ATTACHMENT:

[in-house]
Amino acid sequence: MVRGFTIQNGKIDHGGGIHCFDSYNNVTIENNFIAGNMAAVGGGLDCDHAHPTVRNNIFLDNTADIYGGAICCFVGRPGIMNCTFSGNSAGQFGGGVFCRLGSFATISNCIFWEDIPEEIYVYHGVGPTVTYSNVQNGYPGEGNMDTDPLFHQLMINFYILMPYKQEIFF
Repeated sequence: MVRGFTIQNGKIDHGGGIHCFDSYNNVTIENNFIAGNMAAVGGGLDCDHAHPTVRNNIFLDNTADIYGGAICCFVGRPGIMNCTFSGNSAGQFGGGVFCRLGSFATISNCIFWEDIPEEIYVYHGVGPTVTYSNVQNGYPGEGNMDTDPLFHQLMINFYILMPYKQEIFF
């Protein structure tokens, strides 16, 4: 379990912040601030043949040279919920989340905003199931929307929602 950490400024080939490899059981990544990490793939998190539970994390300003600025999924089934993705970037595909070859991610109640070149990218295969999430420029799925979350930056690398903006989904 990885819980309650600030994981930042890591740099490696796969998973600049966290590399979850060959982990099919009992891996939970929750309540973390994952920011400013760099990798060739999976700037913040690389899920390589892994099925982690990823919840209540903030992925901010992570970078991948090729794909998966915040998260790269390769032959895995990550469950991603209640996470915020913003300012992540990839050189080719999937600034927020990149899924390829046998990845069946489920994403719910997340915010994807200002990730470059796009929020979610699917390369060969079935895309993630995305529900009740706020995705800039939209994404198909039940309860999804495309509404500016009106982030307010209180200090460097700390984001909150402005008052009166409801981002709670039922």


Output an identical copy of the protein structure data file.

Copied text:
[in-house]
Amino acid sequence: MVRGFTIQNGKIDHGGGIHCFDSYNNVTIENNFIAGNMAAVGGGLDCDHAHPTVRNNIFLDNTADIYGGAICCFVGRPGIMNCTFSGNSAGQFGGGVFCRLGSFATISNCIFWEDIPEEIYVYHGVGPTVTYSNVQNGYPGEGNMDTDPLFHQLMINFYILMPYKQEIFF
Repeated sequence: MVRGFTIQNGKIDHGGGIHCFDSYNNVTIENNFIAGNMAAVGGGLDCDHAHPTVRNNIFLDNTADIYGGAICCFVGRPGIMNCTFSGNSAGQFGGGVFCRLGSFATISNCIFWEDIPEEIYVYHGVGPTVTYSNVQNGYPGEGNMDTDPLFHQLMINFYILMPYKQEIFF
């Protein structure tokens, strides 16, 4: 379990912040601030043949040279919920989340905003199931929307929602 950490400024080939490899059981990544990490793939998190539970994390300003600025999924089934993705970037595909070859991610109640070149990218295969999430420029799925979350930056690398903006989904 990885819980309650600030994981930042890591740099490696796969998973600049966290590399979850060959982990099919009992891996939970929750309540973390994952920011400013760099990798060739999976700037913040690389899920390589892994099925982690990823919840209540903030992925901010992570970078991948090729794909998966915040998260790269390769032959895995990550469950991603209640996470915020913003300012992540990839050189080719999937600034927020990149899924390829046998990845069946489920994403719910997340915010994807200002990730470059796009929020979610699917390369060969079935895309993630995305529900009740706020995705800039939209994404198909039940309860999804495309509404500016009106982030307010209180200090460097700390984001909150402005008052009166409801981002709670039922």